Why quality management makes for better processes post–Covid
4 Oct 2021
Quality and consistency have always been benchmarks of good business in manufacturing and engineering, but after the turmoil brought by Covid-19 they have become even more crucial, emphasises Claire Price of QMS International
Covid-19 brought widespread disruption – and the manufacturing and engineering sectors were not immune.
Many businesses within these sectors had to temporarily down tools; at the height of lockdown, the Engineering Insights Dashboard from Engineering UK revealed nearly a quarter of engineering businesses paused their work.
This means that many businesses have faced, or are now facing, the reality of re-starting production on machinery that has been out of use with workforces that may still be limited due to ongoing social distancing.
Supply chains have also been badly damaged. This means that many businesses are having to establish new supply chains, which are inevitably struggling with demand. This has resulted in higher prices and longer delivery times.
A backlog of work means contractors are stretched thin and projects are suffering with ongoing delays.
These issues are being compounded by a recent uplift in activity.
With supply chains under pressure, the cost of materials rising, ongoing Covid restrictions in the workplace and a desperate need for more trained staff, ensuring that quality and consistency is maintained is even more important – and even more difficult.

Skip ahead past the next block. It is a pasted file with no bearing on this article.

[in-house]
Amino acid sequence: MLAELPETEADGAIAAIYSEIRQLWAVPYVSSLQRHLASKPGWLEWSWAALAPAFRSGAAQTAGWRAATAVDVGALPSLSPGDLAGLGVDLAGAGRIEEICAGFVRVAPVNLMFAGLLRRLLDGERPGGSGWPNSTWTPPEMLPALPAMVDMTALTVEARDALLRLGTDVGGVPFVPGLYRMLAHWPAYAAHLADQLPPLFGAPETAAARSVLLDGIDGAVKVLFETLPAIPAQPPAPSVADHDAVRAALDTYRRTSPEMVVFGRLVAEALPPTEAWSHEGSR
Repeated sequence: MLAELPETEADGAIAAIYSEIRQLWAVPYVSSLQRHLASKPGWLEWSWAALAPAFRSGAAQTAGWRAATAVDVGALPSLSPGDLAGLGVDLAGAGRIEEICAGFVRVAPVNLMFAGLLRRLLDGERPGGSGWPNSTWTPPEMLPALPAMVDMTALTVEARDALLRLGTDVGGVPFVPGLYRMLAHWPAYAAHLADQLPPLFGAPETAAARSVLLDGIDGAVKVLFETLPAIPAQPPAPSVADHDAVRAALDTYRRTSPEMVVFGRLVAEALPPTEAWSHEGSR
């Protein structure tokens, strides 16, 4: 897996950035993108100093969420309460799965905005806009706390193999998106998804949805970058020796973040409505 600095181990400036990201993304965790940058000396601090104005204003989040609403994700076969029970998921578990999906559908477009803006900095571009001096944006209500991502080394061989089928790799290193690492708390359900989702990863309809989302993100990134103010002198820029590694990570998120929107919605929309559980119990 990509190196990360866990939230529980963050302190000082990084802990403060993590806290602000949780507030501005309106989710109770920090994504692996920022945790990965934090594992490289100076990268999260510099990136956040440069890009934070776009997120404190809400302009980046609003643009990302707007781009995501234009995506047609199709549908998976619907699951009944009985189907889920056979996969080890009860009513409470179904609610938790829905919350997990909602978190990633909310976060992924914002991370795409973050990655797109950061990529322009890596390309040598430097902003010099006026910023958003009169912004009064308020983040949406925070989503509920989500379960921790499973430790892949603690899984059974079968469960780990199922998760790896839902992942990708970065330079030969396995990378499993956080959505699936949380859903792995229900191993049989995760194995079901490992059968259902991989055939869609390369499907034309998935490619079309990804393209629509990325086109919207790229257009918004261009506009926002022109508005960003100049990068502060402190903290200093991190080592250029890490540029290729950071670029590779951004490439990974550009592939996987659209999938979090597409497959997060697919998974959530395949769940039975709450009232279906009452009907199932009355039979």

To combat these issues, manufacturers and engineering companies need the appropriate processes in place to ensure they get it right first time, every time.
One way of ensuring that quality is maintained throughout the business, in every operation, is by implementing a quality management system such as ISO 9001.
Quality management systems create a robust framework of processes for leadership, planning, support, operation, and monitoring and improvement to maintain and develop quality and customer satisfaction.
This helps businesses to reduce errors, improve customer retention, increase efficiency for lower costs, improve supplier relations, create a more factual approach to decision-making and boost employee morale
By implementing a renowned quality management system such as ISO 9001, business can also improve the reputation of the company.
The system can also help to keep staff safe in a Covid-secure workplace. One of ISO 9001’s requirements focuses on the environment for operations. This means you need to have the right processes in place to keep staff safe and productive.
Risks and opportunities
Quality management systems develop risk-based thinking, which can help businesses to cope with uncertainty.
ISO 9001’s 'plan, do, check, act' cycle can help manufacturers and engineering businesses to identify risks, develop strategies to deal with them, monitor and evaluate the results, and create improvements for even stronger performance.
QMS can also highlight new opportunities and give manufacturers and engineering companies added clout when it comes to exploring new business in the post-pandemic world.
During the pandemic, Efinity Labs recognised the importance of implementing best practice processes to produce quality products and enter the new market of alcohol sanitiser and implemented ISO 9001.
By doing this, they have gained traction in other previously unexplored markets, such as the cosmetics sector. “The ISO is very much working in our favour at the moment,” reported Efinity Labs’ operations director. “All the new markets we are looking at will ensure that we will be busy.” Indeed, the company estimates that their new business will increase their turnover by three or four-fold.
Claire Price is marketing executive for QMS International